Light from the Sidra


Deuteronomy 32:1-52.Haftarah:Hosea 14:2(1)-10(9);Micah 7:18-20;Joel 2:15-27

Shanah Tovah!

During the American Civil War, Julia Ward Howe set the words of ‘The Battle Hymn of the Republic’ to the tune of the popular song ‘John Brown’s Body’. The stirring tune combined with the biblically-charged lyrics inspired the northern armies in their fight against slavery. After the war, the song never lost its appeal. More than a hundred years later it was being sung at Civil Rights rallies in America’s Deep South. Martin Luther King Jr’s last public address ended with the first line of the song: ‘Mine eyes have seen the glory of the coming of the Lord’, and Winston Churchill had the ‘Battle Hymn’ played at his funeral.

Songs are a powerful way of spreading ideas and helping us to retain those ideas. We remember songs more easily than newspaper articles, erudite articles or eloquent speeches.

In Deuteronomy 32, at the instruction of God (Dt 31:14-30), Moses teaches Israel a song – composed by Yahweh himself – in which the future rebellion and restoration of Israel is foretold. The song follows the same structure as the book of Deuternomy itself; it is set out as a covenant document. Let’s try to unpack it.

It was customary in biblical times, when kings entered into covenants, to call on their gods to bear witness to the treaty. In verses 1-3, God calls on ‘heaven and earth’, which would be around long after that first generation had passed away, to be witnesses to the covenant.

Verses 4 to 6, constitute the Preamble to the covenant song. Although Israel will prove unfaithful to their God and his covenant, Yahweh will remain rock-solid in his commitment and faithfulness to his people: ‘The Rock!—His deeds are perfect, yea, all His ways are just; a faithful God, never false, true and upright is He’ (v4 Tanakh – The Holy Scriptures: The New JPS Translation According to the Traditional Hebrew Text ©1985).

Verses 7 to 14 are the Historical Prologue. God was looking after Israel even before Abraham was born, as far back as the division of nations in Genesis 10 and 11: ‘Remember the days of old … when the Most High gave nations their homes and set the divisions of man, He fixed the boundaries of peoples in relation to Israel’s numbers’ (vv7, 8 ibid).

Verses 15 to 18 reveal Israel’s rebellion against the stipulations of the Covenant: ‘Yeshurun grew fat and kicked … he forsook the God that made him, and treated-like-a-fool the Rock of his deliverance’ (v 15, The Five Books of Moses, A New Translation with Introductions, Commentaries and Notes, Everett Fox).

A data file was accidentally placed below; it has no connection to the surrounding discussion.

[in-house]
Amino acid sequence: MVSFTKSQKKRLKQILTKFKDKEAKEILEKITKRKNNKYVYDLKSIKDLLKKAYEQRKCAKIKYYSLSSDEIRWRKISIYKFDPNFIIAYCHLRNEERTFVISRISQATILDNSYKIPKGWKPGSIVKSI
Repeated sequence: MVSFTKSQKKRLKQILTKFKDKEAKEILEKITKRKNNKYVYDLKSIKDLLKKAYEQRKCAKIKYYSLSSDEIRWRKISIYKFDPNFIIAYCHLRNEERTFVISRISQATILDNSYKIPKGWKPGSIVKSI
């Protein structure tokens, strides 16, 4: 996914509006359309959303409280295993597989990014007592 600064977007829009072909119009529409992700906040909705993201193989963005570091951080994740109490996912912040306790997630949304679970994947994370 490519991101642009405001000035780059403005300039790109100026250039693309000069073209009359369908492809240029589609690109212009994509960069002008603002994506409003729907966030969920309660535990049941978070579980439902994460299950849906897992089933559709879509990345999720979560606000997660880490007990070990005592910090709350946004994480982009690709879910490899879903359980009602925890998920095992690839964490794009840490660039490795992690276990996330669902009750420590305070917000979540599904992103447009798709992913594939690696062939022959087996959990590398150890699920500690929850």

Verses 19 to 25 are the curses on the Covenant breakers. With privilege comes responsibility. Yahweh’s relationship to Israel was that of a Husband to a wife and also that of a Father to children. His first commandment to Israel was that they should have no god beside him. He was Israel’s Maker, Israel’s Redeemer, Israel’s Father and Israel’s Husband. The gods of Egypt and the gods of the nations were ‘no-gods’ and to worship them was an act of adultery but on Israel’s wedding night her Husband found her in bed with another god, a golden calf. Under the terms of the Torah, an adulterous wife was to be put to death. It is worth noting that under the law of the Torah, capital punishments were carried out only if at least two witnesses could testify that they had seen a crime take place. Heaven and earth will be the witnesses to Israel’s adultery, so she will have no excuse.

In verses 26 to 43, God reveals that the punishment he will inflict on his unfaithful will serve a redemptive purpose. Their sufferings at the hands of the gods they longed for will drive them back to their Rock, who will ultimately vindicate them and avenge their blood. And the nations themselves will rejoice when Yahweh makes atonement for his people. And ironically, the nations will play a part in bringing back Israel to their God: ‘They made-me-jealous with a no-god, vexed me with their nothingnesses; so I will make-them-jealous with a no-people, with a nation of fools will I vex them! (v21, The Five Books of Moses, A New Translation with Introductions, Commentaries and Notes).

The Haftarah portions look forward to the time of redemption when God will cast Israel’s sins into the depths of the sea and when he will heal their  land.

Here is a lesson for the Jewish people during the Days of Awe, as they prepare themselves for Yom Kippur. Contributing to charity, doing good to others and seeking to put things with those we have wronged during the previous year is commendable but it is a capital mistake to imagine those things can make us worthy of forgiveness.

The mother of a deserter in the French army pleaded with Napoleon to have mercy on her son. When Napoleon relied that the young man did not deserve mercy, she responded that if her son deserved mercy, it would not be mercy.

And therein lies the rub. So long as the Jewish people (or anyone else for that matter) imagine that their good works will merit atonement on Yom Kippur, they place atonement beyond their reach. God says he will provide atonement for his people (v 43).

I am one of those ‘no-people’ who shouts for joy that God has atoned for the sins of his people because I also have benefitted from that atonement. My sins are forgiven through the Messiah. I have come into Yahweh’s New Covenant; he has cast my sins into the depths of the sea, never to be remembered against me. The tragedy is that although I and many other gentiles have found the forgiveness promised to the Jewish people, those to whom the forgiveness was promised, are trying to find it the wrong way. 

If you are Jewish and wish you could rest in the knowledge that your sins have been cast into the depths of the sea like Pharaoh’s army, then listen to Moses: ‘Stand still and see the salvation of Yahweh!’

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